Zee-Sony Merger: A Journey through Challenges and Triumphs

August 25, 2023
Jumping under Competition Act

By Rupin Chopra and Apalka Bareja


In the ever-evolving landscape of the media and entertainment industry, mergers and acquisitions are no strangers to controversy and complexity. The merger between Zee Entertainment Enterprises Limited (ZEE) and Sony Group Corporation (SGC) is a recent case study that highlights the intricate dance between regulatory scrutiny, stakeholder interests, and market dynamics. This article traces the trajectory of the Zee-Sony merger, from its inception to the eventual challenge in the National Company Law Tribunal (NCLT) and the favorable order that paved the way for its realization.

A Landmark Merger

The proposed merger between ZEE and SGC garnered significant attention due to its potential to reshape India’s broadcasting sector. With a vision to create the largest television broadcaster in India, the merger promised a synergy of content production, distribution, and broadcasting capabilities. The Competition Commission of India (CCI), responsible for ensuring fair competition, raised initial concerns over market concentration in certain segments. The parties’ proactive response to these concerns was pivotal in obtaining a phase one clearance from the CCI vide order dated October 4, 20221.

The CCI’s main areas of concern revolved around the parties’ dominant presence in TV channel supply and advertising airtime markets. The fear of reduced bargaining power for advertisers and downstream partners like distribution platform operators (DPOs) triggered alarms. To address these concerns, the parties devised voluntary remedies, including the divestment of select TV channels. The parties’ concerted efforts to demonstrate that their merger would not hinder fair competition played a crucial role in gaining CCI’s approval.

The NCLT Challenge

Despite the CCI’s green light, the journey towards the merger’s completion encountered a significant obstacle in the form of creditors’ objections. Creditors such as Axis Finance, JC Flower Asset Reconstruction, IDBI Bank, and others raised concerns about ZEE’s alleged default on loans and misuse of funds. The creditors’ objections were twofold:

1. Non-Compete Fee: One of the key objections pertained to the non-compete fee associated with the merger, a complex arrangement that sparked heated debates during the National Company Law Tribunal (NCLT) proceedings. The objection revolved around a non-compete fee of USD equivalent to INR 1,101,30,91,800 (Indian Rupees Eleven Hundred and One Crore Thirty Lakh Ninety-One Thousand and Eight Hundred). This fee was stipulated to be payable by SPE Mauritius Investment Limited, a Sony group entity, to Essel Mauritius. The funds from this non-compete fee were intended to be used either for Essel Mauritius to subscribe to its portion of the Essel Subscription Shares or paid to Essel Mauritius SPV for the same purpose. This intricate arrangement was part of the broader non-compete agreement involving key individuals and entities.

The contention put forth by the objecting creditors was that this non-compete arrangement was, in fact, a cleverly disguised mechanism to disadvantage lenders and public shareholders of Zee Entertainment Enterprises Limited (ZEE). The argument was that if the non-compete fee wasn’t allocated to the promoters, the substantial amount of INR 1,101,30,91,800 would have rightfully belonged to ZEE’s shareholders. This, they argued, could have been utilized to recover the outstanding dues owed to the creditors.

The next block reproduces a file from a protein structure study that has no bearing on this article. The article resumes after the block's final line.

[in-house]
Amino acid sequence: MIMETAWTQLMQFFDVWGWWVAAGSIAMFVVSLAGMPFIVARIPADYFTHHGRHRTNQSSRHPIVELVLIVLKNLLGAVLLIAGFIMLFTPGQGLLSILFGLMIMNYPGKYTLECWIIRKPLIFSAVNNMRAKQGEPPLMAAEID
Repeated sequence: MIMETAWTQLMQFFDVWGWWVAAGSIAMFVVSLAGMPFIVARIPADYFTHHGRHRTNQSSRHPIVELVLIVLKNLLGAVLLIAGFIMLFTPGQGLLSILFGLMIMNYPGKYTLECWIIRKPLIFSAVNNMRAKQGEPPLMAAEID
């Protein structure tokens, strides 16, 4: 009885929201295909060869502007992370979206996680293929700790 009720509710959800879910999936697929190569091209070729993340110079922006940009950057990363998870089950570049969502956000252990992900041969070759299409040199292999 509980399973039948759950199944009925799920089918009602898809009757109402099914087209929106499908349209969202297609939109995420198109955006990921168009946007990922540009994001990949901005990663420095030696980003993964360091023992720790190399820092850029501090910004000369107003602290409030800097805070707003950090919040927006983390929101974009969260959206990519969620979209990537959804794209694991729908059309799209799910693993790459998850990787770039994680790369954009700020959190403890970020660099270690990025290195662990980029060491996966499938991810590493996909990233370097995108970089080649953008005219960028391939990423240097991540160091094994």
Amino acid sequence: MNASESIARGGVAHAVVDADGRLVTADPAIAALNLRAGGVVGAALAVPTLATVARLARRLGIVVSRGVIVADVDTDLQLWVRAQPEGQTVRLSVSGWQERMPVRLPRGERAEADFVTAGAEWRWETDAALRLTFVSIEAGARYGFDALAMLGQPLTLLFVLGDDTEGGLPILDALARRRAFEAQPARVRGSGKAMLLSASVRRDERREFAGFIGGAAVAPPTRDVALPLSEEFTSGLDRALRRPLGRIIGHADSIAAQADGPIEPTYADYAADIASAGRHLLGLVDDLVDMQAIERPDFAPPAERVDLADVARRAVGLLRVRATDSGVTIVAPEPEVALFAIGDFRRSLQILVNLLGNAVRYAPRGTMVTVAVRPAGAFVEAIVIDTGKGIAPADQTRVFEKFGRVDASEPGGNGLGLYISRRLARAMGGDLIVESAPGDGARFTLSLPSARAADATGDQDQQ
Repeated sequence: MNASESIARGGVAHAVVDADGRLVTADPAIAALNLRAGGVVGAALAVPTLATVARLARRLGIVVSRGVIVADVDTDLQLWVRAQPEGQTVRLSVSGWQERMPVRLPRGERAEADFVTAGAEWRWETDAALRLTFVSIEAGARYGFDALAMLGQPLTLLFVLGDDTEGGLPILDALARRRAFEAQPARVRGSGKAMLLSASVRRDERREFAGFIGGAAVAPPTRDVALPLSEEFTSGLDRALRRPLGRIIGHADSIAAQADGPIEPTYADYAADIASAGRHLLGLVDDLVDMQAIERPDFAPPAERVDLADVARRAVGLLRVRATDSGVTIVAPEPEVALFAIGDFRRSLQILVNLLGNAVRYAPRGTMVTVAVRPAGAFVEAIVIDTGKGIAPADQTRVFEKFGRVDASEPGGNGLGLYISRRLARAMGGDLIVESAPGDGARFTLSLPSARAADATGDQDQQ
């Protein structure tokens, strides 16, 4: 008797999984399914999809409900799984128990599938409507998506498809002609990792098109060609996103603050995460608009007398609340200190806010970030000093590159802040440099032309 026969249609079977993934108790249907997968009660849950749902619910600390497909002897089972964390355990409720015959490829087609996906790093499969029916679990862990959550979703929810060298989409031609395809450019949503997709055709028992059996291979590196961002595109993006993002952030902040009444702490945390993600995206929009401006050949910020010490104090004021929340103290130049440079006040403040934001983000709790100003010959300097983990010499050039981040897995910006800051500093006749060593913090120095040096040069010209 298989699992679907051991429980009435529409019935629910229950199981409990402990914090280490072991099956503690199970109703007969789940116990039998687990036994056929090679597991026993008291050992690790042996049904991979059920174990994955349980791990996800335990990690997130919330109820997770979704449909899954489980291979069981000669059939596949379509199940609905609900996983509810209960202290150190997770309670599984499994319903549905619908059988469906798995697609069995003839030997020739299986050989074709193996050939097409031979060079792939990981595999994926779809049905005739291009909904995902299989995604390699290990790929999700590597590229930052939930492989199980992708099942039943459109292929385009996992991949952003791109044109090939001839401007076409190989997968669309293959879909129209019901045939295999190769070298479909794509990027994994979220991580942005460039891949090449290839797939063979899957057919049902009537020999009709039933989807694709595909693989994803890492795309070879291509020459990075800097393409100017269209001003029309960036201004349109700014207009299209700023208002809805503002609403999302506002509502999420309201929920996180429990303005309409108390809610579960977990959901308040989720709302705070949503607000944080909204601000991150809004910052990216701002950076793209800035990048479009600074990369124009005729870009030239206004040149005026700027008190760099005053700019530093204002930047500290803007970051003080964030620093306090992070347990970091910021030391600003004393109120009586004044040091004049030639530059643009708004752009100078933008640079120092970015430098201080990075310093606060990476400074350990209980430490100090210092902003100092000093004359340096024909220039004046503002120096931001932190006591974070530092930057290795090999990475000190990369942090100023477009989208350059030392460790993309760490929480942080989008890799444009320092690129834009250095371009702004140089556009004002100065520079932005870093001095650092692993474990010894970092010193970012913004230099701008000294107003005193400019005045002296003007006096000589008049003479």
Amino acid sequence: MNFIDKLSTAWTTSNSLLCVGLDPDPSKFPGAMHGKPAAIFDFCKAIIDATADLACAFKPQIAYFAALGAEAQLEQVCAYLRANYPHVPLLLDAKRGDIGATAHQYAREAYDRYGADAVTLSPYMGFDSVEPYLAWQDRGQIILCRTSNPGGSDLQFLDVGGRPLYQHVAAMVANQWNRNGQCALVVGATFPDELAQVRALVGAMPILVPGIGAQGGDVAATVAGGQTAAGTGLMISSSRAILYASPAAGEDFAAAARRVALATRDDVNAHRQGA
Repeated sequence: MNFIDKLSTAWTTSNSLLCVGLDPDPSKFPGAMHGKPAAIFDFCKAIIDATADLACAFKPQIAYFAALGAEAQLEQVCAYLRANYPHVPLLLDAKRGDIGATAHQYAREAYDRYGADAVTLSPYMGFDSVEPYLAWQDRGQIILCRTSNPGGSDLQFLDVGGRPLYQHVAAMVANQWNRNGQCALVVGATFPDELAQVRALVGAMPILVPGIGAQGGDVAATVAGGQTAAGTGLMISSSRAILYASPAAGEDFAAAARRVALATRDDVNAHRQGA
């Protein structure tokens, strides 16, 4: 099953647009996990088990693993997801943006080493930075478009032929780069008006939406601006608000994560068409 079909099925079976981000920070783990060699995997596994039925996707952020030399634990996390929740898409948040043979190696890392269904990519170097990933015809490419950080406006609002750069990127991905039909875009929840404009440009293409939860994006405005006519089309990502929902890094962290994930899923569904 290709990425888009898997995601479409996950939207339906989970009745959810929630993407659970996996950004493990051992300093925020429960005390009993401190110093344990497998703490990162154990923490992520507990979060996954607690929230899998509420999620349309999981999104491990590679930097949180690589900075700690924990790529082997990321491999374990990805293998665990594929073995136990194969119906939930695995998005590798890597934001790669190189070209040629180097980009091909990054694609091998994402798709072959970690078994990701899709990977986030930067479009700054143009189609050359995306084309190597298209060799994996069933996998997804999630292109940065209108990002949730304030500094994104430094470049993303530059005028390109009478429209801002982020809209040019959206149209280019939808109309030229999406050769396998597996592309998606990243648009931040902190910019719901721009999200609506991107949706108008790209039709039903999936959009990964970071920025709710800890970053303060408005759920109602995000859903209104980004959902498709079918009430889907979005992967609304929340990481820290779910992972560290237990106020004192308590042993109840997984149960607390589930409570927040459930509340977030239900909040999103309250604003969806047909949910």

The essence of the objection lay in the alleged dubious nature of the non-compete fee arrangement. Creditors questioned the legitimacy and fairness of this arrangement, suggesting that it was structured in a way that potentially diverted significant funds from the company and its shareholders to the promoters’ benefit. These objections were lodged on the grounds that the merger would negatively impact their interests. The NCLT was tasked with weighing these objections against the potential benefits of the merger.

2. Appointment: This challenge revolved around the appointment of Mr. Punit Goenka as Managing Director and CEO for a five-year term following the scheme’s implementation. The intricacies of this appointment, alongside recent developments involving regulatory authorities, added layers of complexity to the NCLT’s deliberations.

The appointed Managing Director and CEO position was envisioned to be held by Mr. Punit Goenka, a key figure in the Zee Entertainment Enterprises Limited (ZEEL) landscape. However, this proposition faced strong opposition from creditors who pointed to a recent interim order issued by the Securities and Exchange Board of India (SEBI). This order, issued on June 12, 20232, restrained both Mr. Punit Goenka and Mr. Subhash Chandra from assuming any key managerial positions in listed companies or their subsidiaries. The order was rooted in allegations of financial irregularities purportedly committed through entities within the Essel Group.

The crux of the creditors’ argument rested on the premise that the appointment of Mr. Punit Goenka as CEO of the merged Zee-Sony entity should not proceed due to the ongoing regulatory scrutiny. The SEBI order, they asserted, cast a shadow of uncertainty over the eligibility of Mr. Punit Goenka to hold such a position within a listed company. The petitioners further emphasized that both Mr. Subhash Chandra and Mr. Punit Goenka had appealed the SEBI order but were denied a stay by the Securities Appellate Tribunal, underscoring the urgency and sensitivity of the matter.